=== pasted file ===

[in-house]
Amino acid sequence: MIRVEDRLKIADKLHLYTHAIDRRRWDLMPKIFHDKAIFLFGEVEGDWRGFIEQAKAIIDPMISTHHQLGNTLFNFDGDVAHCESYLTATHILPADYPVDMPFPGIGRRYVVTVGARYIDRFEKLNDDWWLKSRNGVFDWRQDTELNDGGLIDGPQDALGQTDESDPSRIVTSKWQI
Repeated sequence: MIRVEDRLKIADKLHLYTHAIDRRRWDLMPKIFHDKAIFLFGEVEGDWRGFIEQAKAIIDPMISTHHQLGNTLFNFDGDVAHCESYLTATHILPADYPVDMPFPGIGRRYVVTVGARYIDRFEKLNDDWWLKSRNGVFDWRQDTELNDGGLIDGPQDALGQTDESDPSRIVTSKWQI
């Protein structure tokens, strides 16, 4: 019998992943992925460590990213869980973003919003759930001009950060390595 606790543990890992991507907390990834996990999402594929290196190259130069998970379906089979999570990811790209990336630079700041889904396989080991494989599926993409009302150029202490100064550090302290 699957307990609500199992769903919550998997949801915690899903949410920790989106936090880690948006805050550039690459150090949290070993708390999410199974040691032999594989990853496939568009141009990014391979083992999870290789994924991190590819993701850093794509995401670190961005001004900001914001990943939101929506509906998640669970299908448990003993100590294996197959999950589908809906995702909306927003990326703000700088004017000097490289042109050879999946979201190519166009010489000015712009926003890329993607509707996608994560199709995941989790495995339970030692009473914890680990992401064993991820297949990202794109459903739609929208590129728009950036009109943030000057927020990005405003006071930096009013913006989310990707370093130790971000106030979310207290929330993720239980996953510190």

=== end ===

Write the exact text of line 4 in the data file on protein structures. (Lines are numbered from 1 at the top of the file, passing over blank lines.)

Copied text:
């Protein structure tokens, strides 16, 4: 019998992943992925460590990213869980973003919003759930001009950060390595 606790543990890992991507907390990834996990999402594929290196190259130069998970379906089979999570990811790209990336630079700041889904396989080991494989599926993409009302150029202490100064550090302290 699957307990609500199992769903919550998997949801915690899903949410920790989106936090880690948006805050550039690459150090949290070993708390999410199974040691032999594989990853496939568009141009990014391979083992999870290789994924991190590819993701850093794509995401670190961005001004900001914001990943939101929506509906998640669970299908448990003993100590294996197959999950589908809906995702909306927003990326703000700088004017000097490289042109050879999946979201190519166009010489000015712009926003890329993607509707996608994560199709995941989790495995339970030692009473914890680990992401064993991820297949990202794109459903739609929208590129728009950036009109943030000057927020990005405003006071930096009013913006989310990707370093130790971000106030979310207290929330993720239980996953510190």